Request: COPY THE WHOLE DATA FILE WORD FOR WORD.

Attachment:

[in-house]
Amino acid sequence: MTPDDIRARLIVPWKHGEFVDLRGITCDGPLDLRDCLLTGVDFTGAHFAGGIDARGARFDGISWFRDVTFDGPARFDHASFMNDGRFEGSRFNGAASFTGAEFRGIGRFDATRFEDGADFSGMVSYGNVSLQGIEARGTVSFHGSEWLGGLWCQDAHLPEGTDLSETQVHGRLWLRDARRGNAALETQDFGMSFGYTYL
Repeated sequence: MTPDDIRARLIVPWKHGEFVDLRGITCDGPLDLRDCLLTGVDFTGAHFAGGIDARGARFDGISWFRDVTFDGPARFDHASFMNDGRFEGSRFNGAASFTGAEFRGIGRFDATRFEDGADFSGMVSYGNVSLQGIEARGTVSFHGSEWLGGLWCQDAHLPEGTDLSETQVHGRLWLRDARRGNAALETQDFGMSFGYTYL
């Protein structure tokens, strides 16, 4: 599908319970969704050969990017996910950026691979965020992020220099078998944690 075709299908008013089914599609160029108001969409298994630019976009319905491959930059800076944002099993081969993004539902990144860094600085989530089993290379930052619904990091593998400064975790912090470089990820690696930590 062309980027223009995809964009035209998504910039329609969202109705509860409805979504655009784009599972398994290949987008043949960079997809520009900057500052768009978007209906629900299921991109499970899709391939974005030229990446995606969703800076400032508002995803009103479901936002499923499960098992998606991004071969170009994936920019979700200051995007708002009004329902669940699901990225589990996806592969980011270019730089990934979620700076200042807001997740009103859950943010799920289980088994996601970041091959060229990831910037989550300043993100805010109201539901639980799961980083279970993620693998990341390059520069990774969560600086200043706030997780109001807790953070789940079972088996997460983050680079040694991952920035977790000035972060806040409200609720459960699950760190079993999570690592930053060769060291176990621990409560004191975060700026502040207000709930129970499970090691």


[in-house]
Amino acid sequence: MTPDDIRARLIVPWKHGEFVDLRGITCDGPLDLRDCLLTGVDFTGAHFAGGIDARGARFDGISWFRDVTFDGPARFDHASFMNDGRFEGSRFNGAASFTGAEFRGIGRFDATRFEDGADFSGMVSYGNVSLQGIEARGTVSFHGSEWLGGLWCQDAHLPEGTDLSETQVHGRLWLRDARRGNAALETQDFGMSFGYTYL
Repeated sequence: MTPDDIRARLIVPWKHGEFVDLRGITCDGPLDLRDCLLTGVDFTGAHFAGGIDARGARFDGISWFRDVTFDGPARFDHASFMNDGRFEGSRFNGAASFTGAEFRGIGRFDATRFEDGADFSGMVSYGNVSLQGIEARGTVSFHGSEWLGGLWCQDAHLPEGTDLSETQVHGRLWLRDARRGNAALETQDFGMSFGYTYL
């Protein structure tokens, strides 16, 4: 599908319970969704050969990017996910950026691979965020992020220099078998944690 075709299908008013089914599609160029108001969409298994630019976009319905491959930059800076944002099993081969993004539902990144860094600085989530089993290379930052619904990091593998400064975790912090470089990820690696930590 062309980027223009995809964009035209998504910039329609969202109705509860409805979504655009784009599972398994290949987008043949960079997809520009900057500052768009978007209906629900299921991109499970899709391939974005030229990446995606969703800076400032508002995803009103479901936002499923499960098992998606991004071969170009994936920019979700200051995007708002009004329902669940699901990225589990996806592969980011270019730089990934979620700076200042807001997740009103859950943010799920289980088994996601970041091959060229990831910037989550300043993100805010109201539901639980799961980083279970993620693998990341390059520069990774969560600086200043706030997780109001807790953070789940079972088996997460983050680079040694991952920035977790000035972060806040409200609720459960699950760190079993999570690592930053060769060291176990621990409560004191975060700026502040207000709930129970499970090691």